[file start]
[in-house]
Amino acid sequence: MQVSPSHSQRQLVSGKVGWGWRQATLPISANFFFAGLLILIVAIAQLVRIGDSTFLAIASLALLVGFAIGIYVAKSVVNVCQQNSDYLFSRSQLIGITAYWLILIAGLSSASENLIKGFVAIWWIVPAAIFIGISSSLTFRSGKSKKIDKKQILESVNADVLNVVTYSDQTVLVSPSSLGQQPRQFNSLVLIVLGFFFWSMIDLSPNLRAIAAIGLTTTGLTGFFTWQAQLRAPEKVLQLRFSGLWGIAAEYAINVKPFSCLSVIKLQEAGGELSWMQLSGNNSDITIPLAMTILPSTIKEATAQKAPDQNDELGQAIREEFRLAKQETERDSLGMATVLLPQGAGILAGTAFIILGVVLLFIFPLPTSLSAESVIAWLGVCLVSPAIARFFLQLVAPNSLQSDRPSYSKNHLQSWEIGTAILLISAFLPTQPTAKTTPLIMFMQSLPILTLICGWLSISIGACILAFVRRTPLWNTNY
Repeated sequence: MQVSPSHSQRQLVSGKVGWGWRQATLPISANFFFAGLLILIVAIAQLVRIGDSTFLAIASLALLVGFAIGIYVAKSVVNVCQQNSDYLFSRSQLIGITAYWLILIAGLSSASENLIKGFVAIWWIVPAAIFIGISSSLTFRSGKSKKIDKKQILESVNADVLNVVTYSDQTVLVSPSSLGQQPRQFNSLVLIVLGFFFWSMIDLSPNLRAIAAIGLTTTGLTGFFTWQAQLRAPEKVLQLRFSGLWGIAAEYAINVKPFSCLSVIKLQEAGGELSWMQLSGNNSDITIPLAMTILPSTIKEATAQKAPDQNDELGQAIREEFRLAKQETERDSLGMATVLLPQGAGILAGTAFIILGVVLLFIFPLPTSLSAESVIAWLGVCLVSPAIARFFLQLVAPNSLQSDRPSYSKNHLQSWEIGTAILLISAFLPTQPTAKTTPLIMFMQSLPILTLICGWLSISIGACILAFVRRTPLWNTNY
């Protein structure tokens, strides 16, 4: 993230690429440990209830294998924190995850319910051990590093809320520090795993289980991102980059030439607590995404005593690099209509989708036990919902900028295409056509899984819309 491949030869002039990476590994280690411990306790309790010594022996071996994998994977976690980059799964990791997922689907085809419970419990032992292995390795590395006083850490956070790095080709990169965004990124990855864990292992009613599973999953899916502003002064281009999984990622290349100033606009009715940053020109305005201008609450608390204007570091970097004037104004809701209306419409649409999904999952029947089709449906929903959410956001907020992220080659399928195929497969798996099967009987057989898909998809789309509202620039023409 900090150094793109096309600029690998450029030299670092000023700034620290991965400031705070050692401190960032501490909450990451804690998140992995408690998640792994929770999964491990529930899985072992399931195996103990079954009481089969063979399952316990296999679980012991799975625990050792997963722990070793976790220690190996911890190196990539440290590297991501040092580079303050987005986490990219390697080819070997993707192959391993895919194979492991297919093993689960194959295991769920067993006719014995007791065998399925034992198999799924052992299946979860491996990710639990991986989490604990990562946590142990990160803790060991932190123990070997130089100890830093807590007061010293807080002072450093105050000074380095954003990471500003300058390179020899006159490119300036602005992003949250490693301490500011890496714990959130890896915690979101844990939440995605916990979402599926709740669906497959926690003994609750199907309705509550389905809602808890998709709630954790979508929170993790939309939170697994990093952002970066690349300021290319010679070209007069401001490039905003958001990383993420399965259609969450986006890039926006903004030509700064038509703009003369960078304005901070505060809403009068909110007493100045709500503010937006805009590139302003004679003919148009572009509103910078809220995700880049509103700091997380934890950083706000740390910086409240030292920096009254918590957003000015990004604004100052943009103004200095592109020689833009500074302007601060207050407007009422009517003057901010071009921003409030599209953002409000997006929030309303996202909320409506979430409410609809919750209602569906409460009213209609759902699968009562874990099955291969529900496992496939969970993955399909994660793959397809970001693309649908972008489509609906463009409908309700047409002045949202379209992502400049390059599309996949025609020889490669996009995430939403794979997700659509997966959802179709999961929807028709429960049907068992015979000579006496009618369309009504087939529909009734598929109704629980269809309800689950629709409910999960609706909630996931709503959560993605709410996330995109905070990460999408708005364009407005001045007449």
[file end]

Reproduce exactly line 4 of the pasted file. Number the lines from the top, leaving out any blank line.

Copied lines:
């Protein structure tokens, strides 16, 4: 993230690429440990209830294998924190995850319910051990590093809320520090795993289980991102980059030439607590995404005593690099209509989708036990919902900028295409056509899984819309 491949030869002039990476590994280690411990306790309790010594022996071996994998994977976690980059799964990791997922689907085809419970419990032992292995390795590395006083850490956070790095080709990169965004990124990855864990292992009613599973999953899916502003002064281009999984990622290349100033606009009715940053020109305005201008609450608390204007570091970097004037104004809701209306419409649409999904999952029947089709449906929903959410956001907020992220080659399928195929497969798996099967009987057989898909998809789309509202620039023409 900090150094793109096309600029690998450029030299670092000023700034620290991965400031705070050692401190960032501490909450990451804690998140992995408690998640792994929770999964491990529930899985072992399931195996103990079954009481089969063979399952316990296999679980012991799975625990050792997963722990070793976790220690190996911890190196990539440290590297991501040092580079303050987005986490990219390697080819070997993707192959391993895919194979492991297919093993689960194959295991769920067993006719014995007791065998399925034992198999799924052992299946979860491996990710639990991986989490604990990562946590142990990160803790060991932190123990070997130089100890830093807590007061010293807080002072450093105050000074380095954003990471500003300058390179020899006159490119300036602005992003949250490693301490500011890496714990959130890896915690979101844990939440995605916990979402599926709740669906497959926690003994609750199907309705509550389905809602808890998709709630954790979508929170993790939309939170697994990093952002970066690349300021290319010679070209007069401001490039905003958001990383993420399965259609969450986006890039926006903004030509700064038509703009003369960078304005901070505060809403009068909110007493100045709500503010937006805009590139302003004679003919148009572009509103910078809220995700880049509103700091997380934890950083706000740390910086409240030292920096009254918590957003000015990004604004100052943009103004200095592109020689833009500074302007601060207050407007009422009517003057901010071009921003409030599209953002409000997006929030309303996202909320409506979430409410609809919750209602569906409460009213209609759902699968009562874990099955291969529900496992496939969970993955399909994660793959397809970001693309649908972008489509609906463009409908309700047409002045949202379209992502400049390059599309996949025609020889490669996009995430939403794979997700659509997966959802179709999961929807028709429960049907068992015979000579006496009618369309009504087939529909009734598929109704629980269809309800689950629709409910999960609706909630996931709503959560993605709410996330995109905070990460999408708005364009407005001045007449």